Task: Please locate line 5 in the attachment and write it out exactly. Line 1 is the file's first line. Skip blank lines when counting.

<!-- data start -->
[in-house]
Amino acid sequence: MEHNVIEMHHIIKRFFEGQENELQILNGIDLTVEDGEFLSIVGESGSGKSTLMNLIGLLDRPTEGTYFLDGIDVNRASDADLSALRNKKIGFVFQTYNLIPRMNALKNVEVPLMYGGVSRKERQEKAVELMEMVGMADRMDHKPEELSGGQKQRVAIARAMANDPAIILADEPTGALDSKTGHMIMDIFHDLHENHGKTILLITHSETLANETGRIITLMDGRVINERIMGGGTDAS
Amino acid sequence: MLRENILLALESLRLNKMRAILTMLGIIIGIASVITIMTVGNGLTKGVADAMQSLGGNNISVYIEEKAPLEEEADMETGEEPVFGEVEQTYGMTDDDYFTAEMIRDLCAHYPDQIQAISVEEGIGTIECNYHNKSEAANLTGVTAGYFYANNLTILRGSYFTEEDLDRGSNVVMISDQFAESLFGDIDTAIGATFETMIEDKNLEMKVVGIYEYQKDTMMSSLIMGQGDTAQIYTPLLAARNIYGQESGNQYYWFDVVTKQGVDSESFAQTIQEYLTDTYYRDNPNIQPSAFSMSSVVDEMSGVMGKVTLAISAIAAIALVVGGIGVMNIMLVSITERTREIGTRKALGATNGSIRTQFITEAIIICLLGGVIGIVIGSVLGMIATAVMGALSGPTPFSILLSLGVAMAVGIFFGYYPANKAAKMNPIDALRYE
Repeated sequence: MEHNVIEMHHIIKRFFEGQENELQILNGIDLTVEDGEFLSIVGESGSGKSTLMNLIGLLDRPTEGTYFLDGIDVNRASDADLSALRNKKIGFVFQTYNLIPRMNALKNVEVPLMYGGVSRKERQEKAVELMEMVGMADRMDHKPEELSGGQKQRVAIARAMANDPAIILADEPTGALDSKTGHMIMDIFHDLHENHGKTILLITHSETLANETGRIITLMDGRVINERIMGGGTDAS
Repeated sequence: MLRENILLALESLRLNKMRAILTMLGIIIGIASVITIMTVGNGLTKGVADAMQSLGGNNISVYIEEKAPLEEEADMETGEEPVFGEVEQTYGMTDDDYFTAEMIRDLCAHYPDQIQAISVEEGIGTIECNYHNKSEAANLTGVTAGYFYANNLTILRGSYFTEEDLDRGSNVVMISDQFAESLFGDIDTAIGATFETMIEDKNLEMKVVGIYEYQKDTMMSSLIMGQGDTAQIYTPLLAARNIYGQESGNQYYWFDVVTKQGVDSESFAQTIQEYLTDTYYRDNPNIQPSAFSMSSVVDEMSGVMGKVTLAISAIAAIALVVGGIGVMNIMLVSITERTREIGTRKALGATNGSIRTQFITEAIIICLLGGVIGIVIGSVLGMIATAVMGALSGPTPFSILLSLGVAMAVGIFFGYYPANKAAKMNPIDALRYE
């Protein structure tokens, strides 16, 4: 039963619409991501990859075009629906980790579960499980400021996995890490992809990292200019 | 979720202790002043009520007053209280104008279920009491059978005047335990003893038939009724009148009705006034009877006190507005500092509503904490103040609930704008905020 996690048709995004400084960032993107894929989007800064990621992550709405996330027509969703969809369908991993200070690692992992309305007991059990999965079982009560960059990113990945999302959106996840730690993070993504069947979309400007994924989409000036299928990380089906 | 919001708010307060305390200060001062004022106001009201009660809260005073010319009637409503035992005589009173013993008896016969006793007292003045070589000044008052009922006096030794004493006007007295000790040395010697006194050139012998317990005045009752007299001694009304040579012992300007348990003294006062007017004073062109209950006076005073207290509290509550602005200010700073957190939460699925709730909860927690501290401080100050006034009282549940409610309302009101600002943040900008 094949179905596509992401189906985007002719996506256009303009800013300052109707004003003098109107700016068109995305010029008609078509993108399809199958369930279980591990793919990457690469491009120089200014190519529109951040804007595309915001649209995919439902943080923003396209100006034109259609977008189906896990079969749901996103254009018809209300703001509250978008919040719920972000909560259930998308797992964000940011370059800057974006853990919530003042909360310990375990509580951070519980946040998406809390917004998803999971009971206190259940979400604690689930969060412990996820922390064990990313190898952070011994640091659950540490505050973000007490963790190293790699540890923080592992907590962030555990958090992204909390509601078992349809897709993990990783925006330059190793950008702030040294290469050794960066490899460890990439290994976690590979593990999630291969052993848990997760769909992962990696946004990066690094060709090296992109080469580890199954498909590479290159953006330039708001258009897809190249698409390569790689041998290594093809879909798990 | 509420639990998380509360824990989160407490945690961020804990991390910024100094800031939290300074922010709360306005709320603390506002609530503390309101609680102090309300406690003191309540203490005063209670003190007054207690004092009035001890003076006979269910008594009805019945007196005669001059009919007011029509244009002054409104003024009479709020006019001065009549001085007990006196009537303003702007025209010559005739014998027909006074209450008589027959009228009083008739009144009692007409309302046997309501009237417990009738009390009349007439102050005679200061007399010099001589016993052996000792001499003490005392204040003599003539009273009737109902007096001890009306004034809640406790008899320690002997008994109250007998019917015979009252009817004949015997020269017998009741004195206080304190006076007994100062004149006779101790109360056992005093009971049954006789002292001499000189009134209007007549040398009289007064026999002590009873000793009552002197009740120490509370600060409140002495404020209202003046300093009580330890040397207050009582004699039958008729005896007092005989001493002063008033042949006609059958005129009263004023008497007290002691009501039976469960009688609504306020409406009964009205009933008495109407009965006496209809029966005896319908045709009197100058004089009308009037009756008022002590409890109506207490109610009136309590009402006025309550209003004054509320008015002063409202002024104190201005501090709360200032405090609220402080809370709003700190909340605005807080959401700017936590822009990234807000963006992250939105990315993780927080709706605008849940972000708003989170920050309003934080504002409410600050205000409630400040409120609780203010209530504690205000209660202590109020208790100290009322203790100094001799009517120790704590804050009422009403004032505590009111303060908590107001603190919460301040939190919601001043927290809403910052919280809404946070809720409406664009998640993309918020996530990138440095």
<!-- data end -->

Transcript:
Repeated sequence: MLRENILLALESLRLNKMRAILTMLGIIIGIASVITIMTVGNGLTKGVADAMQSLGGNNISVYIEEKAPLEEEADMETGEEPVFGEVEQTYGMTDDDYFTAEMIRDLCAHYPDQIQAISVEEGIGTIECNYHNKSEAANLTGVTAGYFYANNLTILRGSYFTEEDLDRGSNVVMISDQFAESLFGDIDTAIGATFETMIEDKNLEMKVVGIYEYQKDTMMSSLIMGQGDTAQIYTPLLAARNIYGQESGNQYYWFDVVTKQGVDSESFAQTIQEYLTDTYYRDNPNIQPSAFSMSSVVDEMSGVMGKVTLAISAIAAIALVVGGIGVMNIMLVSITERTREIGTRKALGATNGSIRTQFITEAIIICLLGGVIGIVIGSVLGMIATAVMGALSGPTPFSILLSLGVAMAVGIFFGYYPANKAAKMNPIDALRYE